poured over them, and set In a current
of air, dishes dry of themselves better
than nnyono can wipe them.
Pitchers und Jars aro washed out
with a mop, scalded and turned upsldo
down to dry. They dry more thorough
ly and with less dnnger of breakage
thnn In tho ordlnnry wny, and why Is
this method not ns good for all china?
If you will try drying chlun In this
way you will llnd that It comes out
glossy enough to suit tho most exact
ing housewife nnd with a grent sav
ing of temper and lnbor. Chicago Her
ald. HINTS FOR THE HOUSEWIFE
When boiling n leg of mutton Inclose
It In n muslin bug. Cooked In this way
It will keep a much better shape.
To make red tiles a bright color, rub
with lemon dipped lu fine salt. Leave
for n few minutes, then wash with
soap nnd water.
A soiled photograph mount mny be
cleansed by nibbing with dry bread
crumbs; the photograph should be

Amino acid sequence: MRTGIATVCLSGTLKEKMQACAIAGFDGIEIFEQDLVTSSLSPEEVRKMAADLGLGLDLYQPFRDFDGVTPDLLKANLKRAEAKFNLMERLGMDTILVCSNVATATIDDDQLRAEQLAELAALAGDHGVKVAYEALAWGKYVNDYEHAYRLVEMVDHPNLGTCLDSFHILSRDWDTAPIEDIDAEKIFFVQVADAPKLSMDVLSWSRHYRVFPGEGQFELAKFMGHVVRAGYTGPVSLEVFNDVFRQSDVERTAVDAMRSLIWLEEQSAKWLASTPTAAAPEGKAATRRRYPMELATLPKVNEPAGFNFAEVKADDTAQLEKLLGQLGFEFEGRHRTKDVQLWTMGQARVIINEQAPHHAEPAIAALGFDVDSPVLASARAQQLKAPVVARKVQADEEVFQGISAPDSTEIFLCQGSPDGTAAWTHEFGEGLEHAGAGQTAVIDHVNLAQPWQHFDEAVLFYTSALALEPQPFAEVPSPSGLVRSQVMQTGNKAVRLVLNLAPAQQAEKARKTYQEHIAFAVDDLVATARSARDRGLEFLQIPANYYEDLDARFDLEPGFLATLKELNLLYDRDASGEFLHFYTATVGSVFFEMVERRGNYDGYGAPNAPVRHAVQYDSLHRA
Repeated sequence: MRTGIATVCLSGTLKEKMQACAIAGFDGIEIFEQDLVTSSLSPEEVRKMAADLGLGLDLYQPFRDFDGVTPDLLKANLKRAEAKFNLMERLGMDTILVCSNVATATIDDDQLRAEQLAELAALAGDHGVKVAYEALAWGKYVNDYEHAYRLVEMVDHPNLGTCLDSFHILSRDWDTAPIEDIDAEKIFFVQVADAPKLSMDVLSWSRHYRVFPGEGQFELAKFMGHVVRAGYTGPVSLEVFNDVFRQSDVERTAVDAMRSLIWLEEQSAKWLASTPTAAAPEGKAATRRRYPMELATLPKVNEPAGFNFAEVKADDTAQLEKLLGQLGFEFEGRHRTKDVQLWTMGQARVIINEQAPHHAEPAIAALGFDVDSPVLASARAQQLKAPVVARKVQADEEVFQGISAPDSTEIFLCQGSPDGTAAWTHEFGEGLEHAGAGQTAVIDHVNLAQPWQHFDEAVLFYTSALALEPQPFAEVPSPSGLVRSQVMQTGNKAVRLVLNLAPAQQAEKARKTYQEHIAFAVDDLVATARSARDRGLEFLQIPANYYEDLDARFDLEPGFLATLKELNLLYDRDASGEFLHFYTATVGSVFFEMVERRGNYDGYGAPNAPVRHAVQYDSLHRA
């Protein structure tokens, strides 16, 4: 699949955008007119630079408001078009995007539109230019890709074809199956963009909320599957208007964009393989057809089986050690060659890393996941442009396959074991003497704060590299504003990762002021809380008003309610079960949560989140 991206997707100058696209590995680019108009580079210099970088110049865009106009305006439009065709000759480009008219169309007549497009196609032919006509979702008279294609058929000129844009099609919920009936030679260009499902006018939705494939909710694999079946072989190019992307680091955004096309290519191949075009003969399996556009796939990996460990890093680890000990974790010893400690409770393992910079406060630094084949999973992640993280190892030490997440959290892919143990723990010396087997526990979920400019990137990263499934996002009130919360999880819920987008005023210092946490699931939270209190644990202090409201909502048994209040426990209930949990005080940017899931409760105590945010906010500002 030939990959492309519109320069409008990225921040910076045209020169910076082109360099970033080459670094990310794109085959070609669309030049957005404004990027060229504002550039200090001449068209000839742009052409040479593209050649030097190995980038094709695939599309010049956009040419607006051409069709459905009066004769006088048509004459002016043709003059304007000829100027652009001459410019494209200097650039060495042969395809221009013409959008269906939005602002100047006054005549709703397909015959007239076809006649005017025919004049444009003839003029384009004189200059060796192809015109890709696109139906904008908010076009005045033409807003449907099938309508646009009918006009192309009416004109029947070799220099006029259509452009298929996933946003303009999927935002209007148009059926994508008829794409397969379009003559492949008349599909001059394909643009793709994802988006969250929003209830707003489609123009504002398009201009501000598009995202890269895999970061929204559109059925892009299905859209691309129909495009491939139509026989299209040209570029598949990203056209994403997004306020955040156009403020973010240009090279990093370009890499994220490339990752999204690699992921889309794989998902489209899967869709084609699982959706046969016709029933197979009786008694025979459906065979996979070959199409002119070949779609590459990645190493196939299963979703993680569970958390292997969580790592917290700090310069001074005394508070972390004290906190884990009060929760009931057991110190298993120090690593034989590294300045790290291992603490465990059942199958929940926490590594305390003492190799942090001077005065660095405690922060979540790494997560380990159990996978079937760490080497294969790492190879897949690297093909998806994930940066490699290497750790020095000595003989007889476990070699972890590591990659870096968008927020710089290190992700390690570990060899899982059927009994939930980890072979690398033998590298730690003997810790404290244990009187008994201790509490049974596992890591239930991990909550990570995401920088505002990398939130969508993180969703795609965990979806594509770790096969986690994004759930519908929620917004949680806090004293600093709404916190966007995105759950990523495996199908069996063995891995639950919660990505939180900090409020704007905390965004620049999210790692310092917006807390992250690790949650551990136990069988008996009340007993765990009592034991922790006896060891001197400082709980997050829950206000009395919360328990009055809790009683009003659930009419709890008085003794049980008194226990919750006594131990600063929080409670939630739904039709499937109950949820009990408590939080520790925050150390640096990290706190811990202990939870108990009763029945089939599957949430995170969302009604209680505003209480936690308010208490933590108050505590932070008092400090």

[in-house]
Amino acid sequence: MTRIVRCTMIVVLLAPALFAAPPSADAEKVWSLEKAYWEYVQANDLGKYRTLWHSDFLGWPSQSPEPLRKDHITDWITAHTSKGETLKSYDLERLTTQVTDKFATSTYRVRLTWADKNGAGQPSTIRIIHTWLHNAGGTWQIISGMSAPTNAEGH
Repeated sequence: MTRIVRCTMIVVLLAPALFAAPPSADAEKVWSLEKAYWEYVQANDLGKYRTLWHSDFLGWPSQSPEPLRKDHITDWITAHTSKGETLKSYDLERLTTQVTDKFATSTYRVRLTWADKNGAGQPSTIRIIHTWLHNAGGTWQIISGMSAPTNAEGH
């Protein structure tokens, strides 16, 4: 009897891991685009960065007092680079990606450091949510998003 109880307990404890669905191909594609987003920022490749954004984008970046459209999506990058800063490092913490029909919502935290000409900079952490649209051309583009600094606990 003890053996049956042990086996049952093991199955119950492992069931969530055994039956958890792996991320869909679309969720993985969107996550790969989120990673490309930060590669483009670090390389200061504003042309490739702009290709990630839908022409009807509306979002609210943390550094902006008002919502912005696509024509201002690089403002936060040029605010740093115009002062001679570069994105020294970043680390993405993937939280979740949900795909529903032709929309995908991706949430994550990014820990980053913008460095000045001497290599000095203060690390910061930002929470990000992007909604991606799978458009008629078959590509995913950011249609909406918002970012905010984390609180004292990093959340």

wiped with clean cold water.
For removing tea and coffee marks
from linen glycerine is excellent. Pour
It over the stains, rub It well In, nnd
wash In tho usual way.
Indlnrubber gloves aro better thnn
leather ones to wear when doing
housework ; they are more flexible, and
In addition are much easier to keep
Whore oil lamps are used p pailful
of dry sand should always bo kept
handy. Nothing Is so effective for ex
tinguishing burning oil In case of acci
When making suet dumplings, wheth
er sweet or savory, always prick them
well before putting them In the pan.
If this Is dono they will not stick to
Fried Maryland Chicken.
Merely spilt a young chicken In
halves, sprinkle over with flour nnd fry
In deep hot butter, allowing 20 minutes
for each side, 40 minutes In nil. Sen
son well, turning chicken and nlso pan
frequently. Have It covered, for steam